Which is why

The half-hearted approach of poverty alleviation projects implemented over the decades has failed to make any tangible difference to the socio-economic condition of the poorest of the poor. However, the Poverty Alleviation Fund (PAF) — an autonomous body — has a slightly different story to tell, claims the World Bank. Even against the backdrop of political upheaval, the PAF has been reasonably effective in getting resources to the poorest. Which is why the World Bank has given its nod to a $25 million grant for improving community infrastructure and income-generating projects.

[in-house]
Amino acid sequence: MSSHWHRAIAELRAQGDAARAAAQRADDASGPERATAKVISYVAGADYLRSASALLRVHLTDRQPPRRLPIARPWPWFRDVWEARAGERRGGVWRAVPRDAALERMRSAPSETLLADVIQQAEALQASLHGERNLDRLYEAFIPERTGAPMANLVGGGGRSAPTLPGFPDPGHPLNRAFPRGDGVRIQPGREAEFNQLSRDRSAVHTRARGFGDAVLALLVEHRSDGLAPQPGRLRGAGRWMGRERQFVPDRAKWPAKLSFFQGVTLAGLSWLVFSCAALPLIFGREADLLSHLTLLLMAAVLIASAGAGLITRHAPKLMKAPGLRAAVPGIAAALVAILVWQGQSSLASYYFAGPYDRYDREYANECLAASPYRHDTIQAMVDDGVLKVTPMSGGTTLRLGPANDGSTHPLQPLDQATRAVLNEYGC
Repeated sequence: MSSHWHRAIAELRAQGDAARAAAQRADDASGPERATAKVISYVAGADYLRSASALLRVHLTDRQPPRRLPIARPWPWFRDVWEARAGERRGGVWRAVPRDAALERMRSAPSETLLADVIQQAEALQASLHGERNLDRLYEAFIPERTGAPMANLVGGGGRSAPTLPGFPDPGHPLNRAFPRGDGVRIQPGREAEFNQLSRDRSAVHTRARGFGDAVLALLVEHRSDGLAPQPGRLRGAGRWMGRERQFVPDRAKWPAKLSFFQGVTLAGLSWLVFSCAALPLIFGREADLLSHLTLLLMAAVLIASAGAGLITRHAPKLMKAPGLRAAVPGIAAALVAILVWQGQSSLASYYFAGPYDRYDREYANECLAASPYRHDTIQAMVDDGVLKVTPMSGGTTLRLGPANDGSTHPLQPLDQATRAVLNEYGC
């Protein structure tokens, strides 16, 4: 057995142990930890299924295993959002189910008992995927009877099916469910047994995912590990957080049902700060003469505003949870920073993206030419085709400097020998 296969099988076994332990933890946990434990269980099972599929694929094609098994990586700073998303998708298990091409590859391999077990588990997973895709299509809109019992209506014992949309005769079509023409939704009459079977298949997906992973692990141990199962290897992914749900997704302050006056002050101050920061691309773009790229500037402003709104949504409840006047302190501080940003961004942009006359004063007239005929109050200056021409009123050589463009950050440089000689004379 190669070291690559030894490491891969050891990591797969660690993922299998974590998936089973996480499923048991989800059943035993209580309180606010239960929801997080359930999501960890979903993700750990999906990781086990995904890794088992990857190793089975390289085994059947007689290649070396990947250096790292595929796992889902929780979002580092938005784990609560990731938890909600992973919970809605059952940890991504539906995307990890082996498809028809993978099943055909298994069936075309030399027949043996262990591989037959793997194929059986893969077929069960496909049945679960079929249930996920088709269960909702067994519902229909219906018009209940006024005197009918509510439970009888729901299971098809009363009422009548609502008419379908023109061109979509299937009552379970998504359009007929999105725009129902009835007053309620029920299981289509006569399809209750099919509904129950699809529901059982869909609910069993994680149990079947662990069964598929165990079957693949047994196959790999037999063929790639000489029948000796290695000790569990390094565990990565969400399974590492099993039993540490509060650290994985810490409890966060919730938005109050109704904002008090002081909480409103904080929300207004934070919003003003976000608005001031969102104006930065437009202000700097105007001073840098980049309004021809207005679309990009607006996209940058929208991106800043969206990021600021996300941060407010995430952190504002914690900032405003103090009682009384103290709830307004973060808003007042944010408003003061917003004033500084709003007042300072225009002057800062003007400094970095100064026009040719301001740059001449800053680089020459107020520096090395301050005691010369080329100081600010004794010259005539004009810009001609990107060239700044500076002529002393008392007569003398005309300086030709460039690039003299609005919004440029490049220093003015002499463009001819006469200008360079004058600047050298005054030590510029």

Hunger, disease, lack of education, burgeoning population and migration are some of the major inter-linked challenges that have to be overcome. For instance, an educated person seldom faces hunger. So assaults need to be launched on several fronts to literally lift the poor out of the morass of poverty. It is not necessary to rely entirely on ambitious projects. Small things done efficiently can make a big difference. The success of microcredit in Bangladesh is a case in point. At a time when all the parties are set to usher in big changes in the political and socio-economic domain, it is time they took a searching look at the real roots of poverty, and devised appropriate and result-oriented programmes to eradicate it. For any programme to become effective, the imperative of transparency and accountability have to be rigorously pursued. The greater the people’s participation in development programmes, the better the results. The community approach is also necessary to meet one of the Millennium Development Goals of halving absolute poverty by 2015.